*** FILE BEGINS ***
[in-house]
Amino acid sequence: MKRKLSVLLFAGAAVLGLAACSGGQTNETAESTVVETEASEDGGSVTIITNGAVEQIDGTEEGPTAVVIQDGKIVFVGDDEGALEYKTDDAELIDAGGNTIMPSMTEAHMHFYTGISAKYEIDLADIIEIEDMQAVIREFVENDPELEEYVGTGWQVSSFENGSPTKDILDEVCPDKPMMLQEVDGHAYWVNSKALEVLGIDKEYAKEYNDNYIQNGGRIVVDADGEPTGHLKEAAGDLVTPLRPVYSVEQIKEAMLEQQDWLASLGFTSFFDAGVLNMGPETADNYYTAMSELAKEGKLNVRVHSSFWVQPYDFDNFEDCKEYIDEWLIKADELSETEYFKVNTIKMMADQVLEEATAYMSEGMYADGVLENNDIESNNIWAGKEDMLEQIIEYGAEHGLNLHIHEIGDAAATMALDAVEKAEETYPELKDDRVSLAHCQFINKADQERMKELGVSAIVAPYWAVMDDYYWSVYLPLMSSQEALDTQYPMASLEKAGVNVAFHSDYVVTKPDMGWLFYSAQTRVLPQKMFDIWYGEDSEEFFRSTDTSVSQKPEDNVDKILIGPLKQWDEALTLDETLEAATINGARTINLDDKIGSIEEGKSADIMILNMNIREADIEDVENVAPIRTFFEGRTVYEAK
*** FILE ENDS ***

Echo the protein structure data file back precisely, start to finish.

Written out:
[in-house]
Amino acid sequence: MKRKLSVLLFAGAAVLGLAACSGGQTNETAESTVVETEASEDGGSVTIITNGAVEQIDGTEEGPTAVVIQDGKIVFVGDDEGALEYKTDDAELIDAGGNTIMPSMTEAHMHFYTGISAKYEIDLADIIEIEDMQAVIREFVENDPELEEYVGTGWQVSSFENGSPTKDILDEVCPDKPMMLQEVDGHAYWVNSKALEVLGIDKEYAKEYNDNYIQNGGRIVVDADGEPTGHLKEAAGDLVTPLRPVYSVEQIKEAMLEQQDWLASLGFTSFFDAGVLNMGPETADNYYTAMSELAKEGKLNVRVHSSFWVQPYDFDNFEDCKEYIDEWLIKADELSETEYFKVNTIKMMADQVLEEATAYMSEGMYADGVLENNDIESNNIWAGKEDMLEQIIEYGAEHGLNLHIHEIGDAAATMALDAVEKAEETYPELKDDRVSLAHCQFINKADQERMKELGVSAIVAPYWAVMDDYYWSVYLPLMSSQEALDTQYPMASLEKAGVNVAFHSDYVVTKPDMGWLFYSAQTRVLPQKMFDIWYGEDSEEFFRSTDTSVSQKPEDNVDKILIGPLKQWDEALTLDETLEAATINGARTINLDDKIGSIEEGKSADIMILNMNIREADIEDVENVAPIRTFFEGRTVYEAK